• The VA's own information systems, reflecting what may be characterized as "internal" performance norms;

  • "External" (to the VA) physician performance norms, as gathered directly or else inferred from other public-and private-sector health care organizations; and

  • Expert panels, which would evaluate the models, the data used in them, and external norms—and, in light of these assessments, recommend modifications to either the models or their physician staffing recommendations.

The committee determined that the overall methodology should be capable of assessing:

  • The number of physicians required, at the present time, to meet the current patient care workload at VA medical centers (VAMCs). These assessments would be conditional on assumptions about the scope and case acuity of the workload; number and type of residents; availability of nonphysician resources (nurses, support staff, and other productivity-influencing factors); and the commitment of the VAMCs to teaching, research, continuing education, and other activities beyond direct patient care.

  • Future VA physician requirements, taking explicit account of possible changes in the volume, mix, and case acuity of service demands resulting from the aging of the veteran population. The methodology should likewise be flexible enough to incorporate (in the future) projected changes in other factors influencing utilization, such as the distribution of veterans across eligibility-for-care categories and the proportion of females in the eligible population.

  • The net effect on VA staff physician requirements of possible changes in the number, type, and intensity of VA-medical school affiliation relationships. In addition, there should be analyses of the potential effect of such changes on the VA's ability to accomplish the physician education component of its mission, both now and in the future.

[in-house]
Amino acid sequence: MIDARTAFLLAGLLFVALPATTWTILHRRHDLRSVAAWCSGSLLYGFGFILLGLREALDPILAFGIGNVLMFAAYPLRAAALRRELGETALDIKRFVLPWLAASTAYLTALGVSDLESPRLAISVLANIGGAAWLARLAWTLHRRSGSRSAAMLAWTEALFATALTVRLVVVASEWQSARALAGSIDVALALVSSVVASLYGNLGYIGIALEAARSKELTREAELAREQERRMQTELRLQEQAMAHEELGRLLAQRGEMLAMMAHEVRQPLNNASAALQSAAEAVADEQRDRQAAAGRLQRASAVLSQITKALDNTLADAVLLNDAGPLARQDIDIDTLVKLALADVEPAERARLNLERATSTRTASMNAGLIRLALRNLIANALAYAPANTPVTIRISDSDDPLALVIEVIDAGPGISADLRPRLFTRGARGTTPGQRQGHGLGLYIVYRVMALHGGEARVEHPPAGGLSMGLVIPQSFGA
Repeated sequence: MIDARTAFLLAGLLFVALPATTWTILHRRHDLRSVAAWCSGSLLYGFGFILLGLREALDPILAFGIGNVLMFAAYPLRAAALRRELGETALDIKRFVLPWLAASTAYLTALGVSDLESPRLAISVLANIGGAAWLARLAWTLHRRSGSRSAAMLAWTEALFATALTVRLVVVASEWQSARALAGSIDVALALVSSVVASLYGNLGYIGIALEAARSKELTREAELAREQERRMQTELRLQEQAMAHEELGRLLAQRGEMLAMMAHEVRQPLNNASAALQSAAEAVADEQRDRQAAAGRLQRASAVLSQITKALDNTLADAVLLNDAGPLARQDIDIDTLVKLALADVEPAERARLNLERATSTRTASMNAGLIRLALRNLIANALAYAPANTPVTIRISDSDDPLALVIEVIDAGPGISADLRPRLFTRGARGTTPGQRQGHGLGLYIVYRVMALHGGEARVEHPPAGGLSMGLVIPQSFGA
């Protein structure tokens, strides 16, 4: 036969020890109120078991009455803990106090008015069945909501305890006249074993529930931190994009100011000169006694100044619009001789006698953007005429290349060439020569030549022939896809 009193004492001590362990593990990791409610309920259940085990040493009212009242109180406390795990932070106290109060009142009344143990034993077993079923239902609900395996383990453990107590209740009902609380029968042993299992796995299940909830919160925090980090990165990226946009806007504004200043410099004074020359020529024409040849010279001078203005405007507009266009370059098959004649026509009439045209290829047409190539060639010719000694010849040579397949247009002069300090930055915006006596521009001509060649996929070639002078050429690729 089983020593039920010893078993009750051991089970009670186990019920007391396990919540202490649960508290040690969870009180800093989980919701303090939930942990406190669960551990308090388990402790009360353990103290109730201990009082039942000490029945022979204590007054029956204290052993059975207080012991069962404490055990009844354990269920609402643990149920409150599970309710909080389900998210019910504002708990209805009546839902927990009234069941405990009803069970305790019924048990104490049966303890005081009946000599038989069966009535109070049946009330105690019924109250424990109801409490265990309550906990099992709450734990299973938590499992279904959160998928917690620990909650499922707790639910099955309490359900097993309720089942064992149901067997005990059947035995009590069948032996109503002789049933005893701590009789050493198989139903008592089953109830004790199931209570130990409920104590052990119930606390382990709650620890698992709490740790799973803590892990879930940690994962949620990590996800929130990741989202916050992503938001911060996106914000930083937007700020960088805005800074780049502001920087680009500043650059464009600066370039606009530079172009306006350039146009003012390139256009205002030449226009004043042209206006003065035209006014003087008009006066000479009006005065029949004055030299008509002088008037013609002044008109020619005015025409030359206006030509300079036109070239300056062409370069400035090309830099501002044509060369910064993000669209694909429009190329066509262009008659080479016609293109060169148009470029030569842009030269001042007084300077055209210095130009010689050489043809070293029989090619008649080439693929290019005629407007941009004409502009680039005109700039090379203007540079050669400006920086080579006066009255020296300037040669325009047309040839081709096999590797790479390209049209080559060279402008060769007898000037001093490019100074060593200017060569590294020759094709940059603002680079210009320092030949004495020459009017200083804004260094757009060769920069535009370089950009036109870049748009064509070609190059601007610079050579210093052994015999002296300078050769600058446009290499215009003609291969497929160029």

Over the years, the VA has published staffing guidelines for most health care provider categories, but not for physicians. This omission reflects the genuine complexities—clinical, economic, administrative, political—that abound in attempting to estimate just how many doctors are required to meet the VA's mission.

In the majority of VAMCs, that mission is multipurpose: patient care, education, and research. In most of these activities, the VA staff physician is not a solo performer but works with a number of others—residents, non-VA consulting physicians, nurses, nonphysician practitioners, and other support staff. Hence, the number of staff physicians required, in any specific context, will be influenced by the availability and productivity of these other providers, who may function as complements to or substitutes for staff physicians. Nonpersonnel



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